Maturation of ventilatory responses to 1-minute exercise.
- Author(s): Armon, Y
- Cooper, DM
- Zanconato, S
- et al.
Published Web Locationhttps://doi.org/10.1203/00006450-199104000-00007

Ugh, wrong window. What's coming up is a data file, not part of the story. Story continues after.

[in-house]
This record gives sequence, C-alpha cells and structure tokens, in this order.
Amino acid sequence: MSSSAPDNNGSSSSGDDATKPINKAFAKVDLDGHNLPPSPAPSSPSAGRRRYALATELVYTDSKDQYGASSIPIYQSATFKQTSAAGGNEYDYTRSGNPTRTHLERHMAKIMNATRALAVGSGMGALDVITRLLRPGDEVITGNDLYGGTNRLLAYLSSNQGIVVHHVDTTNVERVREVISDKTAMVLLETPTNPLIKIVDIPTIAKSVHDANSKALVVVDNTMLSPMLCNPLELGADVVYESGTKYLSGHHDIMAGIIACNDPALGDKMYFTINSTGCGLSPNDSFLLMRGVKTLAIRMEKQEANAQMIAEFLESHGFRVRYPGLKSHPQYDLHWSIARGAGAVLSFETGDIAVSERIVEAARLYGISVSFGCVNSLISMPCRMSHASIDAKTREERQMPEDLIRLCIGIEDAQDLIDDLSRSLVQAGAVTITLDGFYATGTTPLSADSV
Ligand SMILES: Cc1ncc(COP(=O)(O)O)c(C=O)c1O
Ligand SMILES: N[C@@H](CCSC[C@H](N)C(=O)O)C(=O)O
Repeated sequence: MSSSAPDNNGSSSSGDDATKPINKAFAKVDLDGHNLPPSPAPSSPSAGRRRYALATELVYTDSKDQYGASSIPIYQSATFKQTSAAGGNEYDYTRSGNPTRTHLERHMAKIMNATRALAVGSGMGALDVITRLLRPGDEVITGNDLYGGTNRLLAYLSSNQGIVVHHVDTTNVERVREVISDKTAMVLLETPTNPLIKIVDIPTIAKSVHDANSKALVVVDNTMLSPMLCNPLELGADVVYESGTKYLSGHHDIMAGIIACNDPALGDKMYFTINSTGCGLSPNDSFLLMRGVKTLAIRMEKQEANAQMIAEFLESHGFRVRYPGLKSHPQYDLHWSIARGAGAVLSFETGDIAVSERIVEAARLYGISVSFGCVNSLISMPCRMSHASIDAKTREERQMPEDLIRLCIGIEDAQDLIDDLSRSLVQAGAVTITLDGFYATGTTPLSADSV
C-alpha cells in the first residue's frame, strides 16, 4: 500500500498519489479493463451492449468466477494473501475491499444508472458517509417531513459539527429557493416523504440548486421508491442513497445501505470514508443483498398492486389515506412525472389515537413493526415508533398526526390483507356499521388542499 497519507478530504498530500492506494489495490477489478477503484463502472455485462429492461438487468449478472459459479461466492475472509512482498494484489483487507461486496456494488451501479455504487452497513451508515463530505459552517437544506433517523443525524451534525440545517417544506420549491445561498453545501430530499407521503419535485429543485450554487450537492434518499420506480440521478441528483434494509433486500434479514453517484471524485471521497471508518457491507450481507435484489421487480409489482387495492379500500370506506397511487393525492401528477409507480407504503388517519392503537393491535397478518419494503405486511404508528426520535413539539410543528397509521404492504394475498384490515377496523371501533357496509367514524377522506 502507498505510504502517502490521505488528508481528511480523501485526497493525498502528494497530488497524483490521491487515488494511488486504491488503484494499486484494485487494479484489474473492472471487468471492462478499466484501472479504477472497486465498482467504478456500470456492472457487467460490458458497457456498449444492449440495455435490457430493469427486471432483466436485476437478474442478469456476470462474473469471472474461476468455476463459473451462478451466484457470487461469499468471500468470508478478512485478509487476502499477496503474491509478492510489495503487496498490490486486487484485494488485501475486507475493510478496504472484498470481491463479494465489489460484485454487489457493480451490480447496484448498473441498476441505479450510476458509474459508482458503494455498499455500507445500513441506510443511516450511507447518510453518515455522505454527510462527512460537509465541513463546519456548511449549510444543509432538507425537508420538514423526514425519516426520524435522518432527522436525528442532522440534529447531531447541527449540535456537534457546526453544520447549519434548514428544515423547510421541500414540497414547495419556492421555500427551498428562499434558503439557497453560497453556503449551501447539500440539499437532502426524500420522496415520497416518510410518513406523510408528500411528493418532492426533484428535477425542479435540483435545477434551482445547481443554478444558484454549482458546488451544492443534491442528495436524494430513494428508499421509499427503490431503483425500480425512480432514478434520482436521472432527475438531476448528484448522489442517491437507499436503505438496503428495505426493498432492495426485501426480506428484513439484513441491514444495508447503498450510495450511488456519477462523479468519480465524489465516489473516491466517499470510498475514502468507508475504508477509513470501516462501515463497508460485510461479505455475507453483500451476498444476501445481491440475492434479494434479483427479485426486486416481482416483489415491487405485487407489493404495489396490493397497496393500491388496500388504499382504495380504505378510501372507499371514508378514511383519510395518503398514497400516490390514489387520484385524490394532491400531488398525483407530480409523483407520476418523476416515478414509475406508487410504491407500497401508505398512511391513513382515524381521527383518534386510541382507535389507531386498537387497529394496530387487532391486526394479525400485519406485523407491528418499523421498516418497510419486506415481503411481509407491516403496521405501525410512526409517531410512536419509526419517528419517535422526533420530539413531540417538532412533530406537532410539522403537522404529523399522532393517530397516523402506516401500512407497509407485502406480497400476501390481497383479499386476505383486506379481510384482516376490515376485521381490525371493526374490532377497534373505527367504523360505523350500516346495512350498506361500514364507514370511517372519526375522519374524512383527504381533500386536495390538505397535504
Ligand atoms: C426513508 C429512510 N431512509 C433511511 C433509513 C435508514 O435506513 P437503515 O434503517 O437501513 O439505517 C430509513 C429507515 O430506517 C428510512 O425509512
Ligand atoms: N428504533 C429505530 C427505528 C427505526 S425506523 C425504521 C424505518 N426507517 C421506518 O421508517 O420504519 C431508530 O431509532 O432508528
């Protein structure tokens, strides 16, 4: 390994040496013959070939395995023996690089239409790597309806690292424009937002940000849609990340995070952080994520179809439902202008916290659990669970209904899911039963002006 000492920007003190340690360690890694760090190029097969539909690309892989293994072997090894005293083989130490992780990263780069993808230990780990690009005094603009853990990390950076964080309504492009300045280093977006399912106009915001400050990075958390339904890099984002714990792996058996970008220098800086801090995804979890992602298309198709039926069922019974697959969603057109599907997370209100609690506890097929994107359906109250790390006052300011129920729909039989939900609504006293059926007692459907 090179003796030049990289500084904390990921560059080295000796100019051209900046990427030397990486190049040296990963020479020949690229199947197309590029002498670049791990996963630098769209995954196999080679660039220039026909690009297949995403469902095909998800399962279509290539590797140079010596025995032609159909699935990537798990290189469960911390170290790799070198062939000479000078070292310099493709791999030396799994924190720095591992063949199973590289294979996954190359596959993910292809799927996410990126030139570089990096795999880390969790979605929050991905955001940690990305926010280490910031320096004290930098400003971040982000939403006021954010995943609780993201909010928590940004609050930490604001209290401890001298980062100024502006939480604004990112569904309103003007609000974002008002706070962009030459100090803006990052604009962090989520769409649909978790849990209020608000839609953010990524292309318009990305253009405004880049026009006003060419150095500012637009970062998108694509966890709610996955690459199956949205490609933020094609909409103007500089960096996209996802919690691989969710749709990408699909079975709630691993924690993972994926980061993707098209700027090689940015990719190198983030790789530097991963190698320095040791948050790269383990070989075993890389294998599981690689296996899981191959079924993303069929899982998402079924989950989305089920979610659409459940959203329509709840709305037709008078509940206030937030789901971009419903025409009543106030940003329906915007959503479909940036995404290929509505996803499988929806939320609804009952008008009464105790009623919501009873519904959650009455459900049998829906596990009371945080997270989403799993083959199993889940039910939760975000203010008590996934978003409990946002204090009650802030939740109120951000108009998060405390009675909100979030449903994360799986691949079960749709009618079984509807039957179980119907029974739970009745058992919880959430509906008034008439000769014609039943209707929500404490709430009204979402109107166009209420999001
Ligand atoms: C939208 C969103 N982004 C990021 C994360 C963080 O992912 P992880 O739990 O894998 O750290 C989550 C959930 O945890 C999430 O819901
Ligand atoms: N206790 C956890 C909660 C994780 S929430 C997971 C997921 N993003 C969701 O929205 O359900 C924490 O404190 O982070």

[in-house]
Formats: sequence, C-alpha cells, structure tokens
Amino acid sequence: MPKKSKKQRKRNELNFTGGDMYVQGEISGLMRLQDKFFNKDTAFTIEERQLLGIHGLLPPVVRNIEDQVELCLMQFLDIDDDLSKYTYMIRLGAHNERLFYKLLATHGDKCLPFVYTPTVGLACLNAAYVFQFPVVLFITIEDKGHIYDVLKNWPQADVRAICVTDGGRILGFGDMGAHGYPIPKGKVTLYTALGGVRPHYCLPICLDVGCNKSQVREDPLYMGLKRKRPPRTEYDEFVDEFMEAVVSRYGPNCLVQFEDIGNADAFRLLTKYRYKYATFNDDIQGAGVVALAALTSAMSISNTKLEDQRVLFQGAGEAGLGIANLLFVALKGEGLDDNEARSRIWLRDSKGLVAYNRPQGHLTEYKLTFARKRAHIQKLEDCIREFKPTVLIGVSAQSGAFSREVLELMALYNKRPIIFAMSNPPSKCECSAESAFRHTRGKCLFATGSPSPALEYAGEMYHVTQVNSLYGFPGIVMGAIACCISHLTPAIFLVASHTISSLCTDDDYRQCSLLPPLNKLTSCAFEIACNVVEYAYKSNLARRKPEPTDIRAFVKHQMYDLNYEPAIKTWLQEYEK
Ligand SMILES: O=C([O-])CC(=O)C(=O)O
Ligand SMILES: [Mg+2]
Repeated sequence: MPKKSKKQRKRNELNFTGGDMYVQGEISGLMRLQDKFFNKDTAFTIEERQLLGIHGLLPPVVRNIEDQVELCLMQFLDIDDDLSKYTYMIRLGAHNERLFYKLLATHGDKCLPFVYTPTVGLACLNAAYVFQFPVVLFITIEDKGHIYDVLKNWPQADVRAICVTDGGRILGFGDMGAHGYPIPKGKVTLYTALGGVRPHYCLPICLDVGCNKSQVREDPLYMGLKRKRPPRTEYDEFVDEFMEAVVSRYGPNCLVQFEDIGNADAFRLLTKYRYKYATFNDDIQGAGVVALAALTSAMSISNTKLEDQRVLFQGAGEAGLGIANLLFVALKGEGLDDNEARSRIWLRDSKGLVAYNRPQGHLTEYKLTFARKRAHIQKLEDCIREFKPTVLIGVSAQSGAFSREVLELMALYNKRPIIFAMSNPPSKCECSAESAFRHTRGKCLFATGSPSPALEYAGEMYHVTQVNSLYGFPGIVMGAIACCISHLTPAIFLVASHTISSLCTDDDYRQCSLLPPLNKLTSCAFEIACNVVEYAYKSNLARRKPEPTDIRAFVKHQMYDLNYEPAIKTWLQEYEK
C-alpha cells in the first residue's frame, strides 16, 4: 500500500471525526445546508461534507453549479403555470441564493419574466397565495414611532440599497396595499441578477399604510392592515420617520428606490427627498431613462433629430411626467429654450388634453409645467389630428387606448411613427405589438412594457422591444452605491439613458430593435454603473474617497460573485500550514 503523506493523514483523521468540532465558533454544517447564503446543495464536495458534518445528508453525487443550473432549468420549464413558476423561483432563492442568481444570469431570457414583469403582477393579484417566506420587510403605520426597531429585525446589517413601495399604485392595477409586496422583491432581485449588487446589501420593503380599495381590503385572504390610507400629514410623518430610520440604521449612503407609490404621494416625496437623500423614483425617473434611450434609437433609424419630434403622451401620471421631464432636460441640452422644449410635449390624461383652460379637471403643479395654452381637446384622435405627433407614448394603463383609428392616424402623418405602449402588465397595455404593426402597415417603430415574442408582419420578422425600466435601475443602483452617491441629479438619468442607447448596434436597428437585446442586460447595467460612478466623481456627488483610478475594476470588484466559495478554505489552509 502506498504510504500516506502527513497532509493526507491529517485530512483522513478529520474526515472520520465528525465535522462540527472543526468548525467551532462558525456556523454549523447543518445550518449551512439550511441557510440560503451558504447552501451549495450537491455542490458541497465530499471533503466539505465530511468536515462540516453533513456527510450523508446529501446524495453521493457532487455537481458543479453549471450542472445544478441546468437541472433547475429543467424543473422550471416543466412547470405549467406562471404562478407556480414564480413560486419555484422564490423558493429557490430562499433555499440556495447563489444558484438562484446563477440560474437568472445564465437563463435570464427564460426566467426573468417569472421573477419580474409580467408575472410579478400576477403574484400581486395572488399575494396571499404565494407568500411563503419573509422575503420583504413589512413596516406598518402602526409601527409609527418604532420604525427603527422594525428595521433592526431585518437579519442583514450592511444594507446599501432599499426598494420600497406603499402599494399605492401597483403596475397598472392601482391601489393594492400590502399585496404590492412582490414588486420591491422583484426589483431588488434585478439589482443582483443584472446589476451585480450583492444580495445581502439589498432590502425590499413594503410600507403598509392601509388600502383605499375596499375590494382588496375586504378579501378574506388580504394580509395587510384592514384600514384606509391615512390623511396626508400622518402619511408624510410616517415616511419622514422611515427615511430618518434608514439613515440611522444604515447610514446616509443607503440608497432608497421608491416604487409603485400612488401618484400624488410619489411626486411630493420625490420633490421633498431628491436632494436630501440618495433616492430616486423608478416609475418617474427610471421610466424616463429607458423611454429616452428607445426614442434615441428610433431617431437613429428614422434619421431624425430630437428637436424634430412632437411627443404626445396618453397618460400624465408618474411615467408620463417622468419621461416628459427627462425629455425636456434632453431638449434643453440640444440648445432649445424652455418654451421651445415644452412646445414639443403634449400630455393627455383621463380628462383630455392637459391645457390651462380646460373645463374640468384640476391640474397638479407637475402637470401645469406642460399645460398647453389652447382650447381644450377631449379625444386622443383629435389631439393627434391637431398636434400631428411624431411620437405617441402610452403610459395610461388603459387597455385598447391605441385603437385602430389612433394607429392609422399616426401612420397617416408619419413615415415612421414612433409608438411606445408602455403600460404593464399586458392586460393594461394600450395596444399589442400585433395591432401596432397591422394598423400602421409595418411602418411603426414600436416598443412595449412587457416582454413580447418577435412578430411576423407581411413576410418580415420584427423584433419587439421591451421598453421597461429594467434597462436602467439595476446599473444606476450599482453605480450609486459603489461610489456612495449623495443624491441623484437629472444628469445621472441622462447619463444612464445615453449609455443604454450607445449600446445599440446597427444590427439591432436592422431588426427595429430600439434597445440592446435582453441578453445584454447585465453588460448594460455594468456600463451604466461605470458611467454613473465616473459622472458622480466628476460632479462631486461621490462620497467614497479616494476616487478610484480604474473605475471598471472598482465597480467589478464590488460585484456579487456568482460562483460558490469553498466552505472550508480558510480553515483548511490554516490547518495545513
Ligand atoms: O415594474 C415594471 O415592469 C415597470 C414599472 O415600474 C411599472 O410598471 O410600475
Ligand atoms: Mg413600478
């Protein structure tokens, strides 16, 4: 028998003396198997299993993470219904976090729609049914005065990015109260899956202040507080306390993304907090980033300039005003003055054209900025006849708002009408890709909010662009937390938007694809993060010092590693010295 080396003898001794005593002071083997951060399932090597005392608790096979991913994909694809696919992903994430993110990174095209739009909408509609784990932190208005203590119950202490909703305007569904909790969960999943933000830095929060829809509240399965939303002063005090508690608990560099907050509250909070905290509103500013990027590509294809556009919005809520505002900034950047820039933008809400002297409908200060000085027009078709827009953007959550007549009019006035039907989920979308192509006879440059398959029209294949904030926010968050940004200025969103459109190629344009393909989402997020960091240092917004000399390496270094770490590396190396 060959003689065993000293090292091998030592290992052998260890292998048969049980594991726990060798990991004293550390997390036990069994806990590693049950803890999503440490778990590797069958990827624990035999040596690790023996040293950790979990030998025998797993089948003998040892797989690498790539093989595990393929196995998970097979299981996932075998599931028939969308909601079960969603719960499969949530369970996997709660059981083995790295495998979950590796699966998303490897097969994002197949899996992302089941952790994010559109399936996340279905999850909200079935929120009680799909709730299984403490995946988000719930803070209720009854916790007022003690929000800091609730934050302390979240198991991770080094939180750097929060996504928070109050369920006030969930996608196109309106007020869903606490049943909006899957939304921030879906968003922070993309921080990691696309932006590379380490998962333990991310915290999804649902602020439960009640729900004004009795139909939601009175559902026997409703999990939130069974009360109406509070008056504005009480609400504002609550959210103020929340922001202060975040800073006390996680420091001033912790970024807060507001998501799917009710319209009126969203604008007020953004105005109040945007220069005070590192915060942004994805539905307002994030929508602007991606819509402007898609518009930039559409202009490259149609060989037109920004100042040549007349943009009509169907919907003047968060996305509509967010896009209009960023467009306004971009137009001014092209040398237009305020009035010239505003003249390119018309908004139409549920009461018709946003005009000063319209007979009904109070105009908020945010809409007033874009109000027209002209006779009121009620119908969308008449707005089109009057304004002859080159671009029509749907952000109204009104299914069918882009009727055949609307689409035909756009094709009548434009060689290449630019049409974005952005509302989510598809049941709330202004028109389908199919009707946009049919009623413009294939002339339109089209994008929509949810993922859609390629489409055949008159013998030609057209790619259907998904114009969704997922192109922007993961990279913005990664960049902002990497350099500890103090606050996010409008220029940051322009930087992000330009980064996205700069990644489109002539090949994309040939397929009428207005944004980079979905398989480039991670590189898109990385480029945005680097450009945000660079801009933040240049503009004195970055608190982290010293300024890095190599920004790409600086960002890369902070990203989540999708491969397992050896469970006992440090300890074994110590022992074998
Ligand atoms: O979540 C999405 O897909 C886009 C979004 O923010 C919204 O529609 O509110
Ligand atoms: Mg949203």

To test the hypothesis that ventilatory responses to exercise mature during growth in healthy children, we examined CO2 production (VCO2) and minute ventilation (VE) before, during, and for 10 min after 1-min bursts of cycle ergometry exercise. Ten children (range: 7-11 y old) and 13 adults (26-42 y old) exercised at work rates corresponding to 50 and 80% of the anaerobic or lactate threshold, 50% of the difference between anaerobic threshold and maximum O2 consumption, 100% of maximum O2 consumption, and 125% of maximum O2 consumption (125% max). Gas exchange was measured breath by breath. Children recovered faster from high-intensity (above anaerobic threshold) exercise as judged by the time constant of single exponential curve-fits to postexercise VCO2 [55 +/- 10 s (1 SD) at 125%. max in children compared with 92 +/- 17 s at 125% max in adults; p less than 0.001] and VE (58 +/- 10 s at 125% max in children compared with 125 +/- 37 s in adults, p less than 0.001). Although we found no significant difference between VCO2 and VE recovery times in children, VE was significantly slower than VCO2 in adults for high-intensity exercise. Moreover, recovery times in adults increased with work intensity but were independent of them in children. Whereas the CO2 costs [calculated as total CO2 produced above baseline per unit work done (mL.J-1)] increased with work intensity in adults, no similar significant relationship was observed in children.(ABSTRACT TRUNCATED AT 250 WORDS)
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